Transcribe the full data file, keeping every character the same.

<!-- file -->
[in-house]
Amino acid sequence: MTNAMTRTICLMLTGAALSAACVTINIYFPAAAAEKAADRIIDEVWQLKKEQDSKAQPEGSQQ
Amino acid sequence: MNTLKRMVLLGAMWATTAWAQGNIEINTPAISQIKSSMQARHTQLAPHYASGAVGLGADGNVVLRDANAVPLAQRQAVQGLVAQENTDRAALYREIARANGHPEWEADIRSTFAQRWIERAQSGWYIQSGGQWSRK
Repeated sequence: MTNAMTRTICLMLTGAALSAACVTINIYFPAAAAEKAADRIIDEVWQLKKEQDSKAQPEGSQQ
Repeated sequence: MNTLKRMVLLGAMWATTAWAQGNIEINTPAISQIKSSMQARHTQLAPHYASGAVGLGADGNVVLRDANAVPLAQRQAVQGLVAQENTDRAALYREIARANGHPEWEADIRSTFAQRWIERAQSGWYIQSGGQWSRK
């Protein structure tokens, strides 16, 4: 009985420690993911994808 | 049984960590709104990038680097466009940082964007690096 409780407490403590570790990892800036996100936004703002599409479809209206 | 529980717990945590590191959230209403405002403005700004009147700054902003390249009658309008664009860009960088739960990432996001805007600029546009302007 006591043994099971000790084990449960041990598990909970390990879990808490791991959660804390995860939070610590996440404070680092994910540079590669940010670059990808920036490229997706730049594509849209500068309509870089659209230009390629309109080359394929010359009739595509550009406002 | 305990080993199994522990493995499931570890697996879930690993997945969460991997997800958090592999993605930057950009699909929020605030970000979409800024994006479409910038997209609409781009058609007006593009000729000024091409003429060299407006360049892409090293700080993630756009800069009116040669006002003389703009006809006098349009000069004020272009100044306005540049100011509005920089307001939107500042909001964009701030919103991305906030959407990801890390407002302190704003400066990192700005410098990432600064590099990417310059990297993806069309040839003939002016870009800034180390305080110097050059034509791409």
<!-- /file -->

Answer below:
[in-house]
Amino acid sequence: MTNAMTRTICLMLTGAALSAACVTINIYFPAAAAEKAADRIIDEVWQLKKEQDSKAQPEGSQQ
Amino acid sequence: MNTLKRMVLLGAMWATTAWAQGNIEINTPAISQIKSSMQARHTQLAPHYASGAVGLGADGNVVLRDANAVPLAQRQAVQGLVAQENTDRAALYREIARANGHPEWEADIRSTFAQRWIERAQSGWYIQSGGQWSRK
Repeated sequence: MTNAMTRTICLMLTGAALSAACVTINIYFPAAAAEKAADRIIDEVWQLKKEQDSKAQPEGSQQ
Repeated sequence: MNTLKRMVLLGAMWATTAWAQGNIEINTPAISQIKSSMQARHTQLAPHYASGAVGLGADGNVVLRDANAVPLAQRQAVQGLVAQENTDRAALYREIARANGHPEWEADIRSTFAQRWIERAQSGWYIQSGGQWSRK
């Protein structure tokens, strides 16, 4: 009985420690993911994808 | 049984960590709104990038680097466009940082964007690096 409780407490403590570790990892800036996100936004703002599409479809209206 | 529980717990945590590191959230209403405002403005700004009147700054902003390249009658309008664009860009960088739960990432996001805007600029546009302007 006591043994099971000790084990449960041990598990909970390990879990808490791991959660804390995860939070610590996440404070680092994910540079590669940010670059990808920036490229997706730049594509849209500068309509870089659209230009390629309109080359394929010359009739595509550009406002 | 305990080993199994522990493995499931570890697996879930690993997945969460991997997800958090592999993605930057950009699909929020605030970000979409800024994006479409910038997209609409781009058609007006593009000729000024091409003429060299407006360049892409090293700080993630756009800069009116040669006002003389703009006809006098349009000069004020272009100044306005540049100011509005920089307001939107500042909001964009701030919103991305906030959407990801890390407002302190704003400066990192700005410098990432600064590099990417310059990297993806069309040839003939002016870009800034180390305080110097050059034509791409």